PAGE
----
Liberals in Japan still crucify former Prime Minister Nobusuke Kishi (1896-1987) for forcing through the extension of the Japan-U.S. Security Treaty against the backdrop of the bloody student protests in 1960.
Conservatives, meanwhile, despise Yukio Hatoyama, who served as prime minister from 2009 to 2010, after seeing his “fraternalism” politics end in miserable failure.
But according to former diplomat Ukeru Magosaki, the two prime ministers, together with other relatively underrated prime ministers, should be credited for pursuing Japan’s unrealized, but most ambitious diplomatic agenda in its postwar history--true independence from the United States.
In his latest bestseller, “Sengoshi no shotai” (secrets behind the postwar history), Magosaki, former ambassador to Iran and Uzbekistan, shows how these leaders tried to seek a diplomatic course more independent from Washington and were quickly forced from office.
“If one sees the postwar history as that of power struggle between pro-U.S. forces and those who sought diplomatic independence, it will make better sense,” Magosaki said during a recent interview in Tokyo.
“Even during the Allied occupation, there have been political leaders and bureaucrats who tried to fend off unreasonable demands from Washington or sought a multifaceted diplomacy,” said the former diplomat, who also served as director-general of the ministry’s intelligence and analysis bureau and professor at the National Defense Academy.
But the book poignantly details how their efforts to fend off Washington’s demands failed in vain and left examples that whoever "tread on the tiger’s tail" have their careers ended and their names tarnished for good.
“By absolutizing the Japan-U.S. alliance, Japan has become an endangered species when the world is shifting from the U.S. unipolar domination to a multipolar world,” Magosaki said.
Written in an easy-to-understand manner for high school students, Magosaki's book has already sold 120,000 copies since its release on Aug. 10. Based on historical documents and memoirs by notable figures from both sides of the Pacific, the book challenges such commonly held notions of most Japanese that the United States has always been a generous ally of democratic Japan.
In the interview, Magosaki said that Japan is more a “chess piece” for Washington, whose role and significance has changed over time. And there are two political taboos Japanese political leaders must avoid touching upon--seeking to consolidate the U.S. military presence in Japan and to build autonomous diplomatic relationships with its Asian neighbors, particularly China.
From Kishi to Hatoyama, many political leaders who angered Washington have been “purged” through political maneuverings and intrigue, collaborated by Washington and their collaborators in the government, political and business circles and the mass media, according to Magosaki.
“When I joined the ministry in 1966, the mainstream sentiment among diplomats was that Japan needs more diplomatic independence from Washington,” said Magosaki. “But since the end of the Cold War, Japan’s diplomacy has become increasingly subordinative to Washington in the face of ever-strengthening diplomatic pressure.”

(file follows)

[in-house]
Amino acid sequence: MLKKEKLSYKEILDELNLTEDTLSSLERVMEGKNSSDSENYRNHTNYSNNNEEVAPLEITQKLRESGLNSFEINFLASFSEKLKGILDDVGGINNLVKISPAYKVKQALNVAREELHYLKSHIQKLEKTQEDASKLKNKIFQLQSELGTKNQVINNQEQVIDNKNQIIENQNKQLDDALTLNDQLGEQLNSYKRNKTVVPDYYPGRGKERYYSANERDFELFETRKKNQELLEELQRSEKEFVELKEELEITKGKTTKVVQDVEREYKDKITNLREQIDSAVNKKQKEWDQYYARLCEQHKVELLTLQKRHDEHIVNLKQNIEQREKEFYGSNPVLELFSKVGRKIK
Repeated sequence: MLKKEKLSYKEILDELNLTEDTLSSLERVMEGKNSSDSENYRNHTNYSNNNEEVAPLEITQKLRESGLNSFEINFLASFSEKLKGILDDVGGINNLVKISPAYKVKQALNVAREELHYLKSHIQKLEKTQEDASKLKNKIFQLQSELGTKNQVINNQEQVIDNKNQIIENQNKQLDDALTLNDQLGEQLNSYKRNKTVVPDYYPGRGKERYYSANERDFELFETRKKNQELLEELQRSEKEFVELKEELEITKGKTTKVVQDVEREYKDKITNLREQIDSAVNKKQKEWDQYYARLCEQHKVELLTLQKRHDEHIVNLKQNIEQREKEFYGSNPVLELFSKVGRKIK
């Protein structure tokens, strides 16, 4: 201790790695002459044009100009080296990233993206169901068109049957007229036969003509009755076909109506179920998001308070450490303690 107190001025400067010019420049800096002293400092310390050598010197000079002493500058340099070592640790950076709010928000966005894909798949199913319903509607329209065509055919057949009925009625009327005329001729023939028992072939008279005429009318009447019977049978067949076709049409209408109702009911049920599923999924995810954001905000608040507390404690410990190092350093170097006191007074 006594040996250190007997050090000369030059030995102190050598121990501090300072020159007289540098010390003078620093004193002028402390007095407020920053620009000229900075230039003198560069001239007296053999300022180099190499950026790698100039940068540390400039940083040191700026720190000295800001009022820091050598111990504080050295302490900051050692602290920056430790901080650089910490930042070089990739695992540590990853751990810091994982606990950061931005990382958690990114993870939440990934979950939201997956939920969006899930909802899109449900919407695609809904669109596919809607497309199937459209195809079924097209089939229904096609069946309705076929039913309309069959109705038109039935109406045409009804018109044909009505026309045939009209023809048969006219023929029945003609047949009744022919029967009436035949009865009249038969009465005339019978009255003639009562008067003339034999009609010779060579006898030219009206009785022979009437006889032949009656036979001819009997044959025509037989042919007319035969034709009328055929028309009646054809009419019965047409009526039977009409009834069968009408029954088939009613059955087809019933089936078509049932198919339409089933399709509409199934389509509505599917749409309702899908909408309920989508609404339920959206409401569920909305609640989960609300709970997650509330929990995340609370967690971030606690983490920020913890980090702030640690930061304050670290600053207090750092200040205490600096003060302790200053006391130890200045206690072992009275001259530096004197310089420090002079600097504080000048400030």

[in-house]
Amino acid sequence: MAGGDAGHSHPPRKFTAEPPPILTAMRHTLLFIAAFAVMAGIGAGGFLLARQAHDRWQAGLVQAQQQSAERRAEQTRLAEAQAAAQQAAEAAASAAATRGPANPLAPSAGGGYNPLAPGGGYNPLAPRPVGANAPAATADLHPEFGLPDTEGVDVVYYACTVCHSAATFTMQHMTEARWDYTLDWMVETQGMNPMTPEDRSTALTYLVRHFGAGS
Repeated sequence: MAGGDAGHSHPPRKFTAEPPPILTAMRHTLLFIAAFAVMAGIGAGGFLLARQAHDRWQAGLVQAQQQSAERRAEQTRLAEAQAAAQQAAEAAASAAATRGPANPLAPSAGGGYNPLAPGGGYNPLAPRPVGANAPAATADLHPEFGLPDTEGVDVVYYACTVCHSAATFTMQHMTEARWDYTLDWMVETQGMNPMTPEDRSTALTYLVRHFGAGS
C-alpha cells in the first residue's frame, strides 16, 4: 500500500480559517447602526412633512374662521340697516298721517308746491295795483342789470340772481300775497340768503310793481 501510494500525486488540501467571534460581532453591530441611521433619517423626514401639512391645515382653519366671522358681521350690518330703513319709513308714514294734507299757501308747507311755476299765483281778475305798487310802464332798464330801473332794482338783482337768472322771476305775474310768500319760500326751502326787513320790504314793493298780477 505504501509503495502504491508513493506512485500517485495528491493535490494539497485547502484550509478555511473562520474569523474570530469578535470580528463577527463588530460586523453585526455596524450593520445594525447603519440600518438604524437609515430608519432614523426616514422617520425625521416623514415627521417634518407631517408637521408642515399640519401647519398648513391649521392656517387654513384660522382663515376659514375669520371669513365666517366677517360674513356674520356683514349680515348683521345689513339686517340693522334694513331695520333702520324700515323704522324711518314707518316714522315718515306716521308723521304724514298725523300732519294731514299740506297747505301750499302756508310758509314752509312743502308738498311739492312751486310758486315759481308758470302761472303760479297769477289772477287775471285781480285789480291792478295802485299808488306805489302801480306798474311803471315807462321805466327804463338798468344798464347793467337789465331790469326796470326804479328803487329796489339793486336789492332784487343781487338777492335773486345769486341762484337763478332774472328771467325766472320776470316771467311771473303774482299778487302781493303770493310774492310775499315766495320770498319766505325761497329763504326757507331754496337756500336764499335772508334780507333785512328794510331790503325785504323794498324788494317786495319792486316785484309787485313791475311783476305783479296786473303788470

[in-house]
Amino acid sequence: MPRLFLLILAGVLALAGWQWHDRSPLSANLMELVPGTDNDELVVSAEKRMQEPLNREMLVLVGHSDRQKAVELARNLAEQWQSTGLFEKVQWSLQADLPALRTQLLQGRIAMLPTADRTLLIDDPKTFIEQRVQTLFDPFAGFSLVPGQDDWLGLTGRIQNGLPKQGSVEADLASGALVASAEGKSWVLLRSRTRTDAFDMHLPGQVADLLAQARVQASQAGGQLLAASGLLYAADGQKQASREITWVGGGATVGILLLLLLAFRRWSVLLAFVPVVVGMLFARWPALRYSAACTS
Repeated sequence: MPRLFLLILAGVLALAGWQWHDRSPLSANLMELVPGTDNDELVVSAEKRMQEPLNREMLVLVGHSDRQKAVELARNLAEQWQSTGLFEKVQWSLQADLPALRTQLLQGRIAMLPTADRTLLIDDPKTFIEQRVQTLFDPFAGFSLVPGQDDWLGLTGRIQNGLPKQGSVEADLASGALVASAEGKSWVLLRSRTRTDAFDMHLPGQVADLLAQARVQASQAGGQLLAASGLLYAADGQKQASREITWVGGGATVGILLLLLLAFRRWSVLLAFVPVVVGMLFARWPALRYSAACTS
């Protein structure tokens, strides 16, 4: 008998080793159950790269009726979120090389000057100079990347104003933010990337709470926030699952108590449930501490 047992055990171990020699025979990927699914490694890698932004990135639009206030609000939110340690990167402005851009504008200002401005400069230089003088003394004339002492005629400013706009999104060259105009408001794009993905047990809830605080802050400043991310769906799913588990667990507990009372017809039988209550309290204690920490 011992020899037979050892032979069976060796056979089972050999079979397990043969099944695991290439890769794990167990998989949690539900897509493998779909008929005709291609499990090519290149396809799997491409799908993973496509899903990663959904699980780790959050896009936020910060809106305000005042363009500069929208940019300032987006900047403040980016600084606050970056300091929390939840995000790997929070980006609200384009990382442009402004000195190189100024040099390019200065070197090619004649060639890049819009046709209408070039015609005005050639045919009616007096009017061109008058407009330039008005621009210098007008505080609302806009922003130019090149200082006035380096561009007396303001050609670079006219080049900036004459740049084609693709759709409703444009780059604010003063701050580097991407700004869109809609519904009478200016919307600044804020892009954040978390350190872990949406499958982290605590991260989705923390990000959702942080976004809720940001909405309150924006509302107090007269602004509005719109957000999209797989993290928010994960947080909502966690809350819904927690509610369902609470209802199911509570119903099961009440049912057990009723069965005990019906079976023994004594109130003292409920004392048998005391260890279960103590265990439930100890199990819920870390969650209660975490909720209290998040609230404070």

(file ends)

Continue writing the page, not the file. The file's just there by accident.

Even a half century after the Allied occupation, Japan is still acting like a client state of the United States as Washington has “embedded” personnel channels to exert influence on Tokyo since the occupation, he added.
These "key people" enjoy special connections to Washington and exert influence in government, political and business circles, the mainstream media and the academic world.
Being a proponent of pro-independent diplomacy “definitely served as a disadvantage” in his career in the Foreign Ministry, Magosaki recalled. When he reached retirement age at the defense academy in 2009, no college or private companies offered teaching or advisory posts that are customarily given to retired career diplomats.
“But it is why I could write a book like this,” he said, smiling.
Now as China is emerging as a superpower to challenge the U.S.’s economic and military hegemony, Washington’s pressure on Japan will only grow, the former diplomat said.
An Aug. 15 report on the future of the Japan-U.S. alliance, co-authored by two notable “pro-Japanese” figures, suggests Washington is now pursuing a new strategic concept called “offshore balancing,” in which it uses Japan to check the rise of China, he said.
In the report, the authors, former U.S. Deputy Secretary of State Richard Armitage and Joseph Nye, a professor at Harvard University, urge Japan to increase its “interoperatibility” with the U.S. military to respond to the rise of China. To do so, they urge Japan to remove historical restrictions on its Self-Defense Forces and weaponry development.
Washington’s intention, at least that of those close to the military-industrial complex such as Armitage, is to use Japan as a pawn to confront China at its own expense, Magosaki said.
“The irony is that Washington, on the other front, sees Beijing as the most important strategic partner, and it will be very dangerous for Japan to pit itself against China in favor of U.S. interests,” he said.
“It is always the case for a small state to hang together against a ruler state in order to protect its own interests. And it is even more so for Japan, because the basic nature of the current Japan-U.S. relationship was formed in the occupation.”
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